"The other parties that go on there―I don't think that the were trying to exclude people it's just that our crowd―we know how to cater to them and make sure they feel represented and celebrated in that sense, and just have artists that represent them that they're interested in," Mixter tells INTO. "In talking to people, it's been really rewarding to hear back from other people that since Krave has come around, exactly that has happened. People have said they feel a lot more comfortable just going outside of city limits, if you will. Palm Springs is kind of isolated in a sense and we want to make sure everyone is safe and represented in an environment they feel comfortable so that's what we wanted to make sure we created."

Kara Lewis, a 28-year-old QWOC who identifies as a lesbian and lives in Cincinnati, Ohio, says her mentor (also a QWOC) encouraged her to go to Dinah last year “as a lesbian rite of passage.” But, Lewis says, “I had a heads up that Dinah was not so WOC inclusive,” so the two purchased tickets to Krave.

"From my perspective, Dinah certainly needs some work on becoming more WOC inclusive because the majority of attendees were white or white presenting,” Lewis says. "I never feel uncomfortable in these kinds of spacesI'm used to itbut I could tell by the music, presenters, venders, and performers and cliques onsite that this was catered more so to non-POC."

Vanessa Watson is a Black queer woman living in Hong Kong but from East Harlem, Ny. She says she found out about the Dinah through The L Word and went for the weekend’s 25th anniversary in 2015.

"Palm Springs is very white and very wealthyyou feel it immediately,” she tells INTO. "Dinah was mostly inclusive of queerness. My Blackness, not so much. From what I recall, most of the go-go dancers were either white or Latinx. The celebrities/celesbians are mostly white/Latinx. There were cliques of Black/POC folks, but we were definitely not the majority.”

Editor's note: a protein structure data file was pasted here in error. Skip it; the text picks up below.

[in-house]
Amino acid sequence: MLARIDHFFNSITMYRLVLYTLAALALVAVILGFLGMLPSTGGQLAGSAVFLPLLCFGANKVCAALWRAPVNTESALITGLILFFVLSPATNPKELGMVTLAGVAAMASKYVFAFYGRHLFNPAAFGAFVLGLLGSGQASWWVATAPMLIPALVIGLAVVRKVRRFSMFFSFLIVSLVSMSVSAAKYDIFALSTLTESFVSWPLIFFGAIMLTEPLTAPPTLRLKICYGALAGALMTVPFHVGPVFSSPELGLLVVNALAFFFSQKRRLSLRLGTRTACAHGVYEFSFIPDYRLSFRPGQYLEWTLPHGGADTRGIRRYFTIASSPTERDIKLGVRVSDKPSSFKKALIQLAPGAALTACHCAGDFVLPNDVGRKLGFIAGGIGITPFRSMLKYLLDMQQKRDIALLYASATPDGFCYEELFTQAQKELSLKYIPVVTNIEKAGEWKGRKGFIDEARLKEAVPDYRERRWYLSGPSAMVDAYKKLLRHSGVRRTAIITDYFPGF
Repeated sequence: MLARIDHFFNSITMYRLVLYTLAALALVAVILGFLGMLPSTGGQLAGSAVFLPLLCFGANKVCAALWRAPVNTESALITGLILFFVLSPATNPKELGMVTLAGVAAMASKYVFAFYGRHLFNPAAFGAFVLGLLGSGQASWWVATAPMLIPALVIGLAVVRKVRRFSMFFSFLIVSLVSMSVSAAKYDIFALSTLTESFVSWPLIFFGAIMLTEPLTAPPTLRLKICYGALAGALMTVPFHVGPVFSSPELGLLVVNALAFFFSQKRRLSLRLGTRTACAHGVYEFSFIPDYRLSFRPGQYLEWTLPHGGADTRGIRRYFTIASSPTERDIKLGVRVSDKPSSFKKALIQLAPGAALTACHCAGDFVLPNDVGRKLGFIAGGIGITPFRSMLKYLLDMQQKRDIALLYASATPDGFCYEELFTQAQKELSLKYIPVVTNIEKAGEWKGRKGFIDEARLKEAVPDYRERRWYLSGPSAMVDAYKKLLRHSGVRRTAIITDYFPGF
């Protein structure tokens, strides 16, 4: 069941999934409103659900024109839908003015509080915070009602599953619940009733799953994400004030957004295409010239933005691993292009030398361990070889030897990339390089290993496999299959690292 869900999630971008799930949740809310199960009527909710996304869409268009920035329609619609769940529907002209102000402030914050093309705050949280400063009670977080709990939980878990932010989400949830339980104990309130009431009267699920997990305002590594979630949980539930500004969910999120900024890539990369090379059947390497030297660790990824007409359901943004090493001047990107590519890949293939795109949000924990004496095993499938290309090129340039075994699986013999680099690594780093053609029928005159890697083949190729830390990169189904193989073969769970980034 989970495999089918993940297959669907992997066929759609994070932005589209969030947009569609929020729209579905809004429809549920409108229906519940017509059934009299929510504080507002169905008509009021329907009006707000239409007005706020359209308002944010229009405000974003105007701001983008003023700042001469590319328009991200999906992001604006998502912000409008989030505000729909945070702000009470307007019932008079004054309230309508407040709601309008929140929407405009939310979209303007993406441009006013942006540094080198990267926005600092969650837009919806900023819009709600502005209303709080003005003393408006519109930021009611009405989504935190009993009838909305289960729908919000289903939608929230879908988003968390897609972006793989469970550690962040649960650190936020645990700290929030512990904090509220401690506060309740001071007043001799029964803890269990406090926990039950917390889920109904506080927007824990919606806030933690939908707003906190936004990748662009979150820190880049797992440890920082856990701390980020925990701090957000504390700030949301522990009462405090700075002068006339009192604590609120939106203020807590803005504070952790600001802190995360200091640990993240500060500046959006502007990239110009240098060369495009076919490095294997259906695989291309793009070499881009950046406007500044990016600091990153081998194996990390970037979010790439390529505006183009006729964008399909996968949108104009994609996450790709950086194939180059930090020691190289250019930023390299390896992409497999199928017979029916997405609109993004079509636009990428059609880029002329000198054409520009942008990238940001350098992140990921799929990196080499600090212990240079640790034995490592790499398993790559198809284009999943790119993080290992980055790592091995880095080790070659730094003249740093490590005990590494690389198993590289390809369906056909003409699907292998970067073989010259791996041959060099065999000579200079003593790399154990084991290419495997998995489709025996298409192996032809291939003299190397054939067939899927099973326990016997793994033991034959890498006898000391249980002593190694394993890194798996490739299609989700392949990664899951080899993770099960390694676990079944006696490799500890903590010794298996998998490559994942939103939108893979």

She did note that she saw a lot of QPOC working the eventregistration, security, behind the barsand that the biggest reason she believes this to be the case is the weekend’s hefty price tag.

"Tickets are $260+, lodging is $180 plus a night, and you haven't even gotten to California or ate a single meal yet,” she says. "The Dinah experience in and of itself is exclusionary. It's in Palm Springs and shadows a golf tournament... C'mon, now. Yes, there are Black folks who have those disposable funds...but I'm sure that we're not the first type of guest that the organizers are thinking of when they 'picture' attendees. It (Dinah) felt like a microcosm of the larger LGBTQ+ community. Black/POC folks are here, but we're not effectively centered/considered."

Stacia Holley is a Black lesbian who has worked in the women’s festival circuit for more than 10 years, including as the event manager for Sweet Heat Miami, a women's weekend held in Florida. She has been to the Dinah twicethe first time as an attendee, the second two years ago as a guest invited by Hanson, whom Holley says "wanted to partner with other larger women's festivals in the US.”

"My main focus was actually on events for QWOC when I started, as I didn't really know of any events like Dinah Shore but for women like me,” Holley says. "Once other events began to see the success of the events we were producing, we were invited into their space. Beforehand, there wasn't much concentration on getting QWOC involved in attending events like the Dinah. The shift is interesting to watch, but that shift seems to be happening all over. Everyone is starting to see the buying power of the African American community.